Seattle: Sound Spirits
Besides the craft vodka and gin, Sound Spirits is working on an aquavit that is almost ready. They’re also experimenting with a liqueur. The vodka was surprisingly complex. This is what I’d drink icy cold. I liked the gin as well. I’m not really a fan of dry styles that tend to showcase juniper. I like the other herbs in this. The aquavit was a bit dry to me but I liked the liqueur. A bit sweet, it reminded me of a more viscous simple syrup with some herbal notes. A friend mentioned he thought it was similar to Benedictine but with a different finish. They don’t have a name for the aquavit or liqueur yet but they’ve been playing around with “the Sound of Silence.” I knew though that’s not quite the right name. The liqueur remind me of something happy and free spirited instead of silent monks (like the ones that make Benedictine or Chartreuse).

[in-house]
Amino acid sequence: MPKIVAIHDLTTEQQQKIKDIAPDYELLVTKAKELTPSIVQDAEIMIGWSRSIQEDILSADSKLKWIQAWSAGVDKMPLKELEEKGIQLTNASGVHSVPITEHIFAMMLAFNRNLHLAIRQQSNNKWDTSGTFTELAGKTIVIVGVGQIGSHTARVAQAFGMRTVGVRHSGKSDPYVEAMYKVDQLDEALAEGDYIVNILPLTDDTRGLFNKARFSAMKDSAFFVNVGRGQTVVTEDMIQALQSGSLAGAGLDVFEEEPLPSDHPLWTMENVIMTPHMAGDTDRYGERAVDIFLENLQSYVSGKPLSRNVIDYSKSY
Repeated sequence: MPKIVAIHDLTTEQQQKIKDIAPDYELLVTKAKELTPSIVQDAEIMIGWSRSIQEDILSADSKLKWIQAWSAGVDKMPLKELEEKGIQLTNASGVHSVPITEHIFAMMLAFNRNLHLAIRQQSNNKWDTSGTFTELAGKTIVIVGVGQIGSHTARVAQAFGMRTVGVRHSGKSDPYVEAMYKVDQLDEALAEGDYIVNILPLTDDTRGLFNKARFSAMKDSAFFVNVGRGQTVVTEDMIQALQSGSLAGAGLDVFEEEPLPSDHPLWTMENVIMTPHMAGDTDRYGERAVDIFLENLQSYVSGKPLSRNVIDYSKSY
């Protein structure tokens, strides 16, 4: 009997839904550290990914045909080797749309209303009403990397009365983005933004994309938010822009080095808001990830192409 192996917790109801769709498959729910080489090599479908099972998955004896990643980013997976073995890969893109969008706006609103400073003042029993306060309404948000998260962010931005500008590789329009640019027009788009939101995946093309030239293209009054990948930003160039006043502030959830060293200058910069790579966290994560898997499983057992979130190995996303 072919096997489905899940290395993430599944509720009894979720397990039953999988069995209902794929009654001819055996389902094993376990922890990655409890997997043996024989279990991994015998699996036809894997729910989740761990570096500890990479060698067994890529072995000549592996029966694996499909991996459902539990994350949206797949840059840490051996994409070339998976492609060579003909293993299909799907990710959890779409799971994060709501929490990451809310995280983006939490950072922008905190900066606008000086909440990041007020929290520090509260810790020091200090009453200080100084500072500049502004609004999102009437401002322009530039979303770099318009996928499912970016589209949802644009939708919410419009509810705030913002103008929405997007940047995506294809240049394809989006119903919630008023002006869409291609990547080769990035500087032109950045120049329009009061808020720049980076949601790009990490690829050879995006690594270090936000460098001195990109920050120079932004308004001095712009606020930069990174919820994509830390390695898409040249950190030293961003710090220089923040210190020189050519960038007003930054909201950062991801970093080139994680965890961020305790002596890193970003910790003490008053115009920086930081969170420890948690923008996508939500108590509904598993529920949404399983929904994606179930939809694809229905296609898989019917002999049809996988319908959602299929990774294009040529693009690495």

So how do you distill spirits? We took a quick peek at the distillery. Sound Spirits starts out with Washington grain.
I’m a bit shaky on the exact specifics but distilling starts off a bit like making beer. You put your grains (or whatever you’re distilling) with some water to ferment, after some time you remove it to the still.
You heat and add water, producing ethanol. This is about a third of what has been fermenting. And then you keep distilling it until you have your product- vodka. To produce gin, you distill it again with juniper and other botanicals.
Here are some other stills that didn’t have anything in them that day.
I found this guide on how to make your own booze amusing but it helps to explain the process.
Overall, it was a fun experience to check out Sound Spirits. Plus they have a small gift shop so you can stock up on bar tools, mixers, cocktail recipe books besides the gin and vodka!